Doctor: Sharon slightly moves right arm, leg
Bringing Israeli leader out of coma could take hours or days
Ariel Sharon's doctors say it could be some time before they can gauge the extent of his impairment.
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JERUSALEM (CNN) -- Israeli Prime Minister Ariel Sharon, recovering from surgeries after a major stroke, responded to pain stimulus Monday by slightly moving his right arm and leg, Hadassah Hospital officials said.
Sharon, 77, remains in "serious condition" and has not opened his eyes, hospital director Dr. Shlomo Mor-Yosef said.
Sharon is breathing on his own and his anesthesia has been reduced as doctors gradually bring him out of a medically induced coma, he said. (Watch doctors describe Sharon's reaction to pain stimulus -- 2:38)
"In the pain stimulus test today, we noted that the prime minister slightly moved his right arm and right leg," Mor-Yosef said. "This was a very slight movement, but it is a significant one."
"The response of the prime minister [was] also accompanied by a rise in the blood pressure which, in this case, is also a positive response."
In a brain scan performed Sunday, Mor-Yosef said doctors saw progress, including a reduction of the fluid in the brain.
Sharon has been hospitalized since Wednesday, when he suffered a stroke on the right side of his brain. He since has undergone three rounds of brain surgery. Awakening him is a critical step towards evaluating the extent of any brain damage. (Watch how the treatment is entering a crucial stage -- 3:18)
Motor functions on the right side of Sharon's body would be controlled by the left side of his brain, which would have been affected less by the stroke and subsequent bleeding in his brain.
Dr. Felix Umansky, who headed the team that operated on Sharon three times last week to stop cerebral hemorrhaging after the stroke, said Sharon remains in an induced coma and it is not possible yet to perform "cognitive function" tests to determine how much damage Sharon's brain had suffered.
As for tests to determine how much Sharon's brain has been damaged, Umansky said, "It is too early to speak about cognitive function. We are constantly testing the prime minister and examining the level of anesthesia to reach a state where we can examine cognitive function. That will take a number of days."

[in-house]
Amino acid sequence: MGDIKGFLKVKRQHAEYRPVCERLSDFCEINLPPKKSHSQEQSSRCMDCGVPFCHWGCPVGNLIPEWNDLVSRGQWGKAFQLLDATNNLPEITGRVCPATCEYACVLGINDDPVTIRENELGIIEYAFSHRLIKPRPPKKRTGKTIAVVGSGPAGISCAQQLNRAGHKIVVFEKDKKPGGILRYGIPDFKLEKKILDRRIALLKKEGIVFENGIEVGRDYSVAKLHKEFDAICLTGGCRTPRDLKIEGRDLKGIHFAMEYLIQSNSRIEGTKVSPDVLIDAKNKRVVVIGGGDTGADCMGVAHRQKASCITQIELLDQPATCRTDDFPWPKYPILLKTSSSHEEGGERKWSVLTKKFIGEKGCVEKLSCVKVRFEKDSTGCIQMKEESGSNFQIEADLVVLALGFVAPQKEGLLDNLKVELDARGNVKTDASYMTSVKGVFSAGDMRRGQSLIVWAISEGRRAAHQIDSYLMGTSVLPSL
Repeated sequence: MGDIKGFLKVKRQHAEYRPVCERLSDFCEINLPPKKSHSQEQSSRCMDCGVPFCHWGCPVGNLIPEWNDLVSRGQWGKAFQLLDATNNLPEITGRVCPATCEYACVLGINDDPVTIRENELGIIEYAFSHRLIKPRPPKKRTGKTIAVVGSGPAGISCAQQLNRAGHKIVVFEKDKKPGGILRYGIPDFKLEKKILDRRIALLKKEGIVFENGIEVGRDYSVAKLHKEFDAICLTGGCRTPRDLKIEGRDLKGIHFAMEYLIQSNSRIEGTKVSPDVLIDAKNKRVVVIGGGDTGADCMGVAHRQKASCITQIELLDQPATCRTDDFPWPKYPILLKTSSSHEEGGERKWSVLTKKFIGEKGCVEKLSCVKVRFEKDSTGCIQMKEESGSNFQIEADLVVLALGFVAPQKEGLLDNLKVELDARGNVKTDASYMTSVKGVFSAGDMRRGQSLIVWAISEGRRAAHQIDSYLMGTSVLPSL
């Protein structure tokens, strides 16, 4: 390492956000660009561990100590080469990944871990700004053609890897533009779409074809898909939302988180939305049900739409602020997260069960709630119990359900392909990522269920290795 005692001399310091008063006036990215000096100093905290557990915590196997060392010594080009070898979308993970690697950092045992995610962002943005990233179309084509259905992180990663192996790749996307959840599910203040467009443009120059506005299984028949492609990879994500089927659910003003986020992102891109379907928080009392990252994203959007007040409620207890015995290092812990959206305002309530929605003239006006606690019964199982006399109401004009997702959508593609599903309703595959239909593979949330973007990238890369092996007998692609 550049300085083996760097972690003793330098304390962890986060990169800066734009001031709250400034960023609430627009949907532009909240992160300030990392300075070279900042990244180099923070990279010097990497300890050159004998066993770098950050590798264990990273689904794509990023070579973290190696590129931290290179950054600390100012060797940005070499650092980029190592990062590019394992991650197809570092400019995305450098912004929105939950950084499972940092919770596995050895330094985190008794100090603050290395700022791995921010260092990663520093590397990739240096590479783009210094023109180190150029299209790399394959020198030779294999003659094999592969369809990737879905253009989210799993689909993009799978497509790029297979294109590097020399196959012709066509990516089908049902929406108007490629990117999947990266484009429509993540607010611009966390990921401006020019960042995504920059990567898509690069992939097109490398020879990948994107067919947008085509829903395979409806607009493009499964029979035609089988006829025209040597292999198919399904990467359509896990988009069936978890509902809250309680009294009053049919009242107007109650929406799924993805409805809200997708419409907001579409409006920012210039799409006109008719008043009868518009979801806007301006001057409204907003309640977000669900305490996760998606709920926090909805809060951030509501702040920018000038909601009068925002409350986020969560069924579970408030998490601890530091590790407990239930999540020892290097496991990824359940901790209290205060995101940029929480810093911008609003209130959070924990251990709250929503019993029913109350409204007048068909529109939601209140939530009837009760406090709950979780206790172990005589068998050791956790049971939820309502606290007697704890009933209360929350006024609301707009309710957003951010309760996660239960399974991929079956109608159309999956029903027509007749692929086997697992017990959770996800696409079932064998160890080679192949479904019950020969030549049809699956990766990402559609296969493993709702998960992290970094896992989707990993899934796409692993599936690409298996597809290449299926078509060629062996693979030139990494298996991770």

Umansky said doctors plan to continue to reduce the level of anesthesia that has kept Sharon in an induced coma.
He said doctors will continue to conduct pain stimuli tests, look for movement in Sharon's arms and legs, and watch for when he opens his eyes. He said "days can pass" during the process and doctors may decide to increase the levels of anesthesia again.
In discussions with Sharon's family and his aides, doctors have begun to speak less about whether Sharon will live or die, turning more to what his condition will be once he is awake.
Asked when he could say that Sharon is no longer in serious condition, Umansky said, "The moment he is conscious, that he speaks to us, that his systems work as they should -- then we can say he is no longer in serious condition."
Umansky added, "This is a very, very gradual process."
Olmert holds Cabinet meeting
Acting Prime Minister Ehud Olmert presided over the weekly Cabinet meeting Sunday, leaving the chair Sharon usually occupies empty. (Olmert profile)
"We are hoping and wishing that the prime minister will recover, strengthen and return to presiding over the Israeli government and leading the state of Israel," Olmert said as the meeting commenced.
"In the meantime, we will continue to do what 'Arik' would want -- running affairs as they should be."
Medical experts have said it is unlikely Sharon would recover enough to be able to lead the country. (How religious law determines death)
But the prime minister's top aide, Ra'anan Gissin, seemed more optimistic after visiting Sharon on Saturday.
"He's got out of the dangerous zones and life-threatening situations more than the average person and, therefore, my belief is that he's going to pull through," Gissin said.
Shimon Peres, a former Israeli prime minister and major figure in Sharon's new Kadima Party, said Sunday he will not seek to be prime minister. Peres told CNN he will back Olmert.
Sharon's stroke comes at a politically sensitive time for his Kadima Party, which faces its first national election, scheduled for March 28. (Full story)
In November, Sharon abandoned the dominant right-wing Likud bloc he helped found in 1973. He had hoped to build support for his contentious proposal to turn over Gaza and parts of the West Bank to Palestinian control, while dismantling some Israeli settlements.
Faced with strong opposition from his Likud counterparts, Sharon left the bloc and formed the centrist Kadima Party, hoping to sow fertile political ground.
By moving toward the center of the political spectrum, Sharon had planned to complete the West Bank withdrawal and conduct final negotiations with the Palestinians based on the "road map" for peace being pushed by the United States, the European Union, the United Nations and Russia. (Watch how Sharon's health affects more than just the Middle East -- 2:57)
CNN's Guy Raz contributed to this report.
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